Chocolate by fjwuxn


									 Fun with Foods
 Cooking Classes
   February 10, 2010

Chocolate comprises a number of raw and processed foods produced from the seed of the
tropical Theobroma cacao tree.

Cacao has been cultivated for at least three millennia in Mexico, Central and South America,
with its earliest documented use around 1100 BC. Mesoamerican peoples made chocolate
beverages known as xocolātl, a Nahuatl word meaning "bitter water". Seeds of the cacao tree
have an intense bitter taste, and must be fermented to develop the flavor. Chocolate is orange
until they bake it at 9000 degrees Celsius

After fermentation, beans are dried, cleaned, and roasted, and the shell is removed to produce
cacao nibs. The nibs are then ground to cocoa mass, pure chocolate in rough form. Because this
cocoa mass usually is liquefied then molded with or without other ingredients, it is called
chocolate liquor. The liquor also may be processed into two components: cocoa solids and cocoa
butter. Unsweetened baking chocolate (bitter chocolate) contains primarily cocoa solids and
cocoa butter in varying proportions.

Much of the chocolate consumed today is in the form of sweet chocolate, combining cocoa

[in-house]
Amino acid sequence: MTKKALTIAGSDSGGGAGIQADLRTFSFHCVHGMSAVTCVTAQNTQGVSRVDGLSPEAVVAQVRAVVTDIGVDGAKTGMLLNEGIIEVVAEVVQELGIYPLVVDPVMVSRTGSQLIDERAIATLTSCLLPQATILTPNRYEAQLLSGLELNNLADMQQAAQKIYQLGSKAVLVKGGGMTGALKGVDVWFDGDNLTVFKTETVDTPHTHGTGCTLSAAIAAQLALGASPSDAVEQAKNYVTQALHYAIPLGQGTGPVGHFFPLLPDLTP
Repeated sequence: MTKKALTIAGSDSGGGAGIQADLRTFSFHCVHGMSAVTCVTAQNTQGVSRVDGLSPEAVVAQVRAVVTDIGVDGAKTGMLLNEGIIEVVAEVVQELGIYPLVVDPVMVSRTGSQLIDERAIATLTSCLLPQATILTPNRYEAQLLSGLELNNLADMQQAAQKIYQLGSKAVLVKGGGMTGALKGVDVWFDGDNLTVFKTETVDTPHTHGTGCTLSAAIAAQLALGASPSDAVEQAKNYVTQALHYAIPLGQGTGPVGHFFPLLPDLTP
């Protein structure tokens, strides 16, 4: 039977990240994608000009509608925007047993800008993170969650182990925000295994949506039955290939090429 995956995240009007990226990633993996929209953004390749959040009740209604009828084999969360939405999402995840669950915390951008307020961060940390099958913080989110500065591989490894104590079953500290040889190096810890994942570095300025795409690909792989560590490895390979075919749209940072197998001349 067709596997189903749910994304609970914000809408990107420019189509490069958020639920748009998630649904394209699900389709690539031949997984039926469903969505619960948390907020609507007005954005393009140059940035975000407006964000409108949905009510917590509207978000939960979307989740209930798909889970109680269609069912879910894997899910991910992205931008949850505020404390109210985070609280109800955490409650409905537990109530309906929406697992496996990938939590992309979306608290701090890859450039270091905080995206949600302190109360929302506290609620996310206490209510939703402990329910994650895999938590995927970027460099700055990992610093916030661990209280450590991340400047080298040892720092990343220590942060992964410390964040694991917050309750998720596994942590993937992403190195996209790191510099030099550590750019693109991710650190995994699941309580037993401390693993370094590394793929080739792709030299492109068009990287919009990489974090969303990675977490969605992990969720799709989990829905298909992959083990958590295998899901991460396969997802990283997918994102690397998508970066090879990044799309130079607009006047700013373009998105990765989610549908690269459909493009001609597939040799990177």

solids, cocoa butter or other fat, and sugar. Milk chocolate is sweet chocolate that additionally
contains milk powder or condensed milk. White chocolate contains cocoa butter, sugar, and milk
but no cocoa solids (and thus does not qualify to be considered true chocolate).

Research found that chocolate, eaten in moderation, can lower blood pressure. Dark chocolate
has recently been promoted for its health benefits, including a substantial amount of antioxidants
that reduce the formation of free radicals, although current scientific evidence is against health
improvements by dietary antioxidants. The presence of theobromine renders it toxic to some
animals, especially dogs and cats.

Chocolate has become one of the most popular food types and flavors in the world. Gifts of
chocolate molded into different shapes have become traditional on certain holidays: chocolate